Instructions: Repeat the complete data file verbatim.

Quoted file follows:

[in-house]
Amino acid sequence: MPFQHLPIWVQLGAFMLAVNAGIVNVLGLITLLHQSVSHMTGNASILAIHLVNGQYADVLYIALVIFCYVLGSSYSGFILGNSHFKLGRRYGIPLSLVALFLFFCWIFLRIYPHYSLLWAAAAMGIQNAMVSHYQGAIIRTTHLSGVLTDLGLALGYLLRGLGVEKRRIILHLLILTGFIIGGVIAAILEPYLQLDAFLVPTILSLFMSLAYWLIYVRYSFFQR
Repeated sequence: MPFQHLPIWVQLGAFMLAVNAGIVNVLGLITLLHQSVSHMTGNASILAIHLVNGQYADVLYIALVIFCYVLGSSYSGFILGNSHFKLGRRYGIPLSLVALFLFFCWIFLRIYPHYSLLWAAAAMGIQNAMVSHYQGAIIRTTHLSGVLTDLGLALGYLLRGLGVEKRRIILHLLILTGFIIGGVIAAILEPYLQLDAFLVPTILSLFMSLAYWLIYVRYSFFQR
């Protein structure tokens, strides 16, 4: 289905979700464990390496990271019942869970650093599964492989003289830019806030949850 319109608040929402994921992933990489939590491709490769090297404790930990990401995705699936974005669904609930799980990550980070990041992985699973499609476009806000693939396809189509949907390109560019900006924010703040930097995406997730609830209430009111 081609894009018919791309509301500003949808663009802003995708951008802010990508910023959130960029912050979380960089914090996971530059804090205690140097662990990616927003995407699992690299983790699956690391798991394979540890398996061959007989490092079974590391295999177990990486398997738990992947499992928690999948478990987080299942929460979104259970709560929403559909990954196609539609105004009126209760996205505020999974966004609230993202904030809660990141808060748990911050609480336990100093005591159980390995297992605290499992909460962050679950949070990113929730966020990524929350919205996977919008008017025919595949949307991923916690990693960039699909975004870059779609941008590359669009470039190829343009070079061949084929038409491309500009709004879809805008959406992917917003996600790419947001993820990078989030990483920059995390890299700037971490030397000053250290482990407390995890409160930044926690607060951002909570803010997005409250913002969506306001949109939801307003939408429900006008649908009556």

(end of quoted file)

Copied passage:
[in-house]
Amino acid sequence: MPFQHLPIWVQLGAFMLAVNAGIVNVLGLITLLHQSVSHMTGNASILAIHLVNGQYADVLYIALVIFCYVLGSSYSGFILGNSHFKLGRRYGIPLSLVALFLFFCWIFLRIYPHYSLLWAAAAMGIQNAMVSHYQGAIIRTTHLSGVLTDLGLALGYLLRGLGVEKRRIILHLLILTGFIIGGVIAAILEPYLQLDAFLVPTILSLFMSLAYWLIYVRYSFFQR
Repeated sequence: MPFQHLPIWVQLGAFMLAVNAGIVNVLGLITLLHQSVSHMTGNASILAIHLVNGQYADVLYIALVIFCYVLGSSYSGFILGNSHFKLGRRYGIPLSLVALFLFFCWIFLRIYPHYSLLWAAAAMGIQNAMVSHYQGAIIRTTHLSGVLTDLGLALGYLLRGLGVEKRRIILHLLILTGFIIGGVIAAILEPYLQLDAFLVPTILSLFMSLAYWLIYVRYSFFQR
């Protein structure tokens, strides 16, 4: 289905979700464990390496990271019942869970650093599964492989003289830019806030949850 319109608040929402994921992933990489939590491709490769090297404790930990990401995705699936974005669904609930799980990550980070990041992985699973499609476009806000693939396809189509949907390109560019900006924010703040930097995406997730609830209430009111 081609894009018919791309509301500003949808663009802003995708951008802010990508910023959130960029912050979380960089914090996971530059804090205690140097662990990616927003995407699992690299983790699956690391798991394979540890398996061959007989490092079974590391295999177990990486398997738990992947499992928690999948478990987080299942929460979104259970709560929403559909990954196609539609105004009126209760996205505020999974966004609230993202904030809660990141808060748990911050609480336990100093005591159980390995297992605290499992909460962050679950949070990113929730966020990524929350919205996977919008008017025919595949949307991923916690990693960039699909975004870059779609941008590359669009470039190829343009070079061949084929038409491309500009709004879809805008959406992917917003996600790419947001993820990078989030990483920059995390890299700037971490030397000053250290482990407390995890409160930044926690607060951002909570803010997005409250913002969506306001949109939801307003939408429900006008649908009556």